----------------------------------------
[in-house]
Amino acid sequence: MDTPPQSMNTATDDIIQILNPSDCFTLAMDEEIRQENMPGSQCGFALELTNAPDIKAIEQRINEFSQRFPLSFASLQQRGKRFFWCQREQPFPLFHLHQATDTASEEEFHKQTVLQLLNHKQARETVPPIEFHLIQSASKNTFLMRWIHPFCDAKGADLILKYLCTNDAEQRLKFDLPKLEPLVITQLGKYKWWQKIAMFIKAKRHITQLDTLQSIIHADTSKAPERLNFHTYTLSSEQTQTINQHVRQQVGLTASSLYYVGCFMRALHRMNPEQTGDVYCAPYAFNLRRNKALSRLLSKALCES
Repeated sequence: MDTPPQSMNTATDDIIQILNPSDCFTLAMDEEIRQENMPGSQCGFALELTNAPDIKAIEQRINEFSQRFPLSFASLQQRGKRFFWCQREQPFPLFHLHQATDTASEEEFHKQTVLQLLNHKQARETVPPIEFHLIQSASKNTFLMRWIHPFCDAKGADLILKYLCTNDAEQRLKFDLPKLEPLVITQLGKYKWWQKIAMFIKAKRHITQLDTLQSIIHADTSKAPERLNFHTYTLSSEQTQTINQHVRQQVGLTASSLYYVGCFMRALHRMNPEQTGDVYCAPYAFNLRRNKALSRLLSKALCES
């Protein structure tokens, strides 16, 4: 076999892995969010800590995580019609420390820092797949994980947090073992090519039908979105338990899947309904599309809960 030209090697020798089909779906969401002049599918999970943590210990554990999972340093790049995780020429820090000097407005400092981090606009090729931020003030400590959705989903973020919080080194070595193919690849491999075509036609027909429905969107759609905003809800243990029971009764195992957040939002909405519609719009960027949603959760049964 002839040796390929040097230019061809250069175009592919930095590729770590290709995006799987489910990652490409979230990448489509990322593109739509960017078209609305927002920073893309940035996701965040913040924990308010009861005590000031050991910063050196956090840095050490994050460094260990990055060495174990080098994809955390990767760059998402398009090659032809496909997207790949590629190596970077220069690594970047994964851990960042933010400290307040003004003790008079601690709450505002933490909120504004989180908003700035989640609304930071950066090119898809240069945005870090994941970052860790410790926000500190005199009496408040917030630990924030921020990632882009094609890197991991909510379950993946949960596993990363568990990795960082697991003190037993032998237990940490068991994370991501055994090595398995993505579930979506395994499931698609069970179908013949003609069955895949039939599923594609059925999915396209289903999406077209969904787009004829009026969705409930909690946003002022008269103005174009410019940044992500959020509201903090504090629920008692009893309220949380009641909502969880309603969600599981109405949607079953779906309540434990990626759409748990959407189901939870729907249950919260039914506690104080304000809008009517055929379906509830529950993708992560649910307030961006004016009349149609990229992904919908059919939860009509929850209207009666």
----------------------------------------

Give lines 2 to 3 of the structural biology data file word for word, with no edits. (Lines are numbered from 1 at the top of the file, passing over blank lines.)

Amino acid sequence: MDTPPQSMNTATDDIIQILNPSDCFTLAMDEEIRQENMPGSQCGFALELTNAPDIKAIEQRINEFSQRFPLSFASLQQRGKRFFWCQREQPFPLFHLHQATDTASEEEFHKQTVLQLLNHKQARETVPPIEFHLIQSASKNTFLMRWIHPFCDAKGADLILKYLCTNDAEQRLKFDLPKLEPLVITQLGKYKWWQKIAMFIKAKRHITQLDTLQSIIHADTSKAPERLNFHTYTLSSEQTQTINQHVRQQVGLTASSLYYVGCFMRALHRMNPEQTGDVYCAPYAFNLRRNKALSRLLSKALCES
Repeated sequence: MDTPPQSMNTATDDIIQILNPSDCFTLAMDEEIRQENMPGSQCGFALELTNAPDIKAIEQRINEFSQRFPLSFASLQQRGKRFFWCQREQPFPLFHLHQATDTASEEEFHKQTVLQLLNHKQARETVPPIEFHLIQSASKNTFLMRWIHPFCDAKGADLILKYLCTNDAEQRLKFDLPKLEPLVITQLGKYKWWQKIAMFIKAKRHITQLDTLQSIIHADTSKAPERLNFHTYTLSSEQTQTINQHVRQQVGLTASSLYYVGCFMRALHRMNPEQTGDVYCAPYAFNLRRNKALSRLLSKALCES